• Good news: There are so many resources available, we can all improve or maintain our level of skill and professionalism.
  • Bad news: Your parents still wish you’d finished dental school or gone ahead and become a corporate lawyer who hates her job, herself, and everyone else.

What I hope hasn’t changed too much is you.

Learned and grown in the past decade? Of course. But I hope your level of passion for making art with words still burns bright. I hope you still get up each morning eager to entertain, inspire, and inform readers. Artists die, but they don’t stop creating. The connections, wonder, and experiences we share live on. If you’re a writer and you have readers, you’ve got a chunk of immortality.

Filed under: publishing, , , , , , , , , , , , ,

Your Plan for 2022

As I write this, it’s the morning of January 3. According to discoverhappyhabits.com, a 2019 survey found “7% of survey participants stuck to all their resolutions in 2019, while 19% kept some but not all of their resolutions (and) 8% of participants failed to keep any resolution.” It’s also instructive that 57% of those surveyed rejected making any New Year’s resolutions. I’m with the 57%.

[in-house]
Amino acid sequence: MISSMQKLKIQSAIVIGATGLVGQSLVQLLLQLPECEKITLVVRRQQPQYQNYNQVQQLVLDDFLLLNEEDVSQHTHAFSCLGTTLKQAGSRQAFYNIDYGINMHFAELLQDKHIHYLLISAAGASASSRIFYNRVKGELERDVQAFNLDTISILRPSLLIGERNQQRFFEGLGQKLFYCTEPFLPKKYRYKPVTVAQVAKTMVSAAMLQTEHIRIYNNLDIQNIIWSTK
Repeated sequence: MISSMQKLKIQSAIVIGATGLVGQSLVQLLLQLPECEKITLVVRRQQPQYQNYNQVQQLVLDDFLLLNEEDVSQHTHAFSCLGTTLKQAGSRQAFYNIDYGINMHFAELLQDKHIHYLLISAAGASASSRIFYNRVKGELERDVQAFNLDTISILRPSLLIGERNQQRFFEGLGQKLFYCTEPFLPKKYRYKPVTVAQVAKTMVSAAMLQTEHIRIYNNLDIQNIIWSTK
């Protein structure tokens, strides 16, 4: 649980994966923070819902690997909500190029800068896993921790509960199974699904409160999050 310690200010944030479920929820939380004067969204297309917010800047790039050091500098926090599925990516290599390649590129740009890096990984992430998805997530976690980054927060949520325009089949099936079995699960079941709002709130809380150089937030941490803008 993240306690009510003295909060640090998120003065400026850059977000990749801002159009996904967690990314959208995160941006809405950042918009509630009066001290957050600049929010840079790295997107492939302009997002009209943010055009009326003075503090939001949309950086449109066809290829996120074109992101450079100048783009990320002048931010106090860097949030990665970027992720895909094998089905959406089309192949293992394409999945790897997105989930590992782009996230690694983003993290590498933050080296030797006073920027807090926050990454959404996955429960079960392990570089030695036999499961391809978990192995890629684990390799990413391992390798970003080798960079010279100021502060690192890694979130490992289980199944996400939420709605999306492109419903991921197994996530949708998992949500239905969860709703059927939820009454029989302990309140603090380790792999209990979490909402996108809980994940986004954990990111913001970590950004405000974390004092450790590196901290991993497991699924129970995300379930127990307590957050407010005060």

Here’s what I do instead:

  1. Resolutions come from resolve and that often fades. Motivation is temporary. Focus on forming habits instead. Writing goals down and putting them in a prominent place can help to keep you focused.
  2. To get the changes you want, make it fun. Gamify your changes the way NaNoWriMo makes writing friendly competition. Hate running? Me, too. But maybe volleyball or tennis is for you. Training can be grueling and lifting heavy things repeatedly can be boring. A sport can get you to exercise without noticing.
  3. Suffering is overrated. Your “diet” food still has to taste good if your new lifestyle is to be sustainable. Muscling through the whole way is performative gym bro bullshit. Ignore anyone who is posturing. Even bootcamp doesn’t go on forever.
  4. Reject perfection. Perfectionism is a form of self-loathing that only leads to procrastination.
  5. Environment and supports trump motivation. For instance, you can’t binge on chips if you don’t bring them home from the grocery store. A chaotic environment burdens you with extra stress you don’t need.
  6. That which is not measured does not change. Metrics can be helpful as long as they aren’t a chore. (I use MyFitnessPal, for instance, to keep my meals on track. I also check my blood sugar.)